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Media and entertainment giant The Walt Disney Company (DIS Free Disney Stock Report), which is also a member of the Dow 30, has registered fourth-quarter and fiscal 2012 (year ended September 29th) results that were up nicely from the year-earlier periods. However, September-term numbers were a bit shy of investors' expectations, and the stock fell notably on the news.

Fourth-quarter earnings climbed 15%, to $0.68 a share, on a 3% top-line gain. Full-year net income advanced 18%, and share net came in at $3.13, two pennies short of our estimate, but 23% above the year-earlier tally. Revenues, on the other hand, eked out a more modest 3% year-over-year gain, totaling $42.278 billion. Overall, despite facing higher operating expenses, the company did well for the year.

Its Cable Networks continued to impress during the fourth quarter. Operating income at this segment advanced 9%, both during the interim and for the full year. This performance was driven by higher affiliate and advertising rates at ESPN and increased equity income from A&E and the Disney Channel. ESPN extended its rights to the Wimbeldon Championships, and experienced higher programming costs from contractual rate increases for college sports, NFL, Major League Baseball, and the NBA, which weighed on margins somewhat. Additionally, losses at the joint venture Hulu widened due to higher marketing and programming costs.

Recent investments at Disney's Parks and Resorts segment also began to pay off during the September period. Operating income climbed 9% for the quarter, and 10% for fiscal 2012. Its new cruise line, Disney Fantasy, also contributed nicely, as did increased attendance and guest spending at the Disney theme parks and resorts. These results helped offset increased costs from resort expansion and the rollout of new offerings. Still, spending to support the company's system infrastructure, higher employment benefit costs, and labor-cost inflation will likely result in hefty operating expenses in the coming quarters.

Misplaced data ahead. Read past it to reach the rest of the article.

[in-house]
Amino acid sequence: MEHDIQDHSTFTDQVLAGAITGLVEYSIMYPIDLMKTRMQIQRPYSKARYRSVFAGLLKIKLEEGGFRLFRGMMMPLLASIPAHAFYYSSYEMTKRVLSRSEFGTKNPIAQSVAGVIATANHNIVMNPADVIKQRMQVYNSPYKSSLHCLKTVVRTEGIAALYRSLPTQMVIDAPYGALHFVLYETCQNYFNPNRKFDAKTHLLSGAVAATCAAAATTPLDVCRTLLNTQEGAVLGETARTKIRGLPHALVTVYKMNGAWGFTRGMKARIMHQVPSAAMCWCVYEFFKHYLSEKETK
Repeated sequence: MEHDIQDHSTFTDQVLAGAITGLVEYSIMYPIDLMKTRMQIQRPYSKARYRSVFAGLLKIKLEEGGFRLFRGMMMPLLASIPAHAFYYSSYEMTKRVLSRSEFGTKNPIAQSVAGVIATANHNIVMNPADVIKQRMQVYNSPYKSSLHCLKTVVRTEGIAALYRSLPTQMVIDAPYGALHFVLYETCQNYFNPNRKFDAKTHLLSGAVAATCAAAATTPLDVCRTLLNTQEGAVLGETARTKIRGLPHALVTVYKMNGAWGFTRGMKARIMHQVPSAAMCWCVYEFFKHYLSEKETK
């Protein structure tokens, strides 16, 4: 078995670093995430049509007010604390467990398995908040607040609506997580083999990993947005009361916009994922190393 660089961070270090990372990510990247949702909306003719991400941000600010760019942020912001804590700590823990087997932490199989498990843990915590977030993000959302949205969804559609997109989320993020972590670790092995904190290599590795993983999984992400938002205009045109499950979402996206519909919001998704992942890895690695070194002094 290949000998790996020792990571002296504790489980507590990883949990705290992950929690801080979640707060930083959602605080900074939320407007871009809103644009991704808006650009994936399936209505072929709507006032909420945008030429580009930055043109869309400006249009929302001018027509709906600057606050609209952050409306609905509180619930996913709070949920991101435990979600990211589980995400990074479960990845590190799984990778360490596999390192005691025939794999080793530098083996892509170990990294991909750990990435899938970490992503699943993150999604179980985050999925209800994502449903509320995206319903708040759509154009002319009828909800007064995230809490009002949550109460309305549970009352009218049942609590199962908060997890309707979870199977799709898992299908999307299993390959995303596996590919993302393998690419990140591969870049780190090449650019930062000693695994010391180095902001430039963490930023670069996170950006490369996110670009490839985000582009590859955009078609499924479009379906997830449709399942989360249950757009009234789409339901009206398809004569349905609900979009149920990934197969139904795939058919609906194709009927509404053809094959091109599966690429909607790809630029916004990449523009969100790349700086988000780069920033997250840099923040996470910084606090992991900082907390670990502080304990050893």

In addition, ongoing merchandise licensing efforts helped the Consumer Products business grow nicely. But, things did not pick up at the company's Interactive Media segment. What's more, Disney's Studio Entertainment segment did not fare well in the fourth quarter. Fewer theatrical releases and decreasing home entertainment revenues led to a 32% decline in income at this segment in the September period. Nevertheless, the success of some of its blockbusters earlier in 2012 helped earnings climb 17% for the full year.

The company began its holiday shopping a little early this year. In late October, Disney announced plans to purchase Lucasfilm for $4.05 billion. Sole shareholder George Lucas has already slated another Star Wars trilogy, which is scheduled to be released starting in 2015. We think this deal, still subject to certain regulatory and antitrust approvals, will augur nicely for the company over the long haul, much like the Marvel and Pixar mergers. Disney will likely leverage the Jedi franchise's brand equity and Lucasfilm's technology in its other films.

Looking ahead, fiscal 2013 may get off to a somewhat sluggish start. It is unclear how much of a toll Hurricane Sandy took on Disney's parks and other businesses. Moreover, due to the upcoming fiscal calendar, the company will be spreading its winter holiday income between the first and second quarters, which may hurt year-over-year comparisons. Further, higher operating expenses will likely persist, and may weigh on margins at the Cable Networks and Parks and Resorts segments during the December period.

Consequently, we have shaved a nickel from our fiscal first-quarter earnings estimate, and now look for profits to remain steady at $0.80 a share. Even so, Disney, emboldened by its strong brand equity, should gain traction as fiscal 2013 proceeds, and we look for the bottom line to increase 10%, to $3.45 for the full fiscal year.

About The Company:  The Walt Disney Company operates Media Networks such as ABC and ESPN, and Studio Entertainment. Its world famous parks and resorts include Disneyland, Walt Disney World (Magic Kingdom, Epcot, and Disney’s Hollywood Studios), while the company earns royalties from Tokyo Disneyland and manages Disneyland Resort Paris and Hong Kong Disneyland. It also operates a cruise line and Consumer Products and Interactive Media segments. ABC was acquired in February, 1996, Pixar in May, 2006, and Marvel in December, 2009.

At the time of this article’s writing, the author did not have positions in any of the companies mentioned.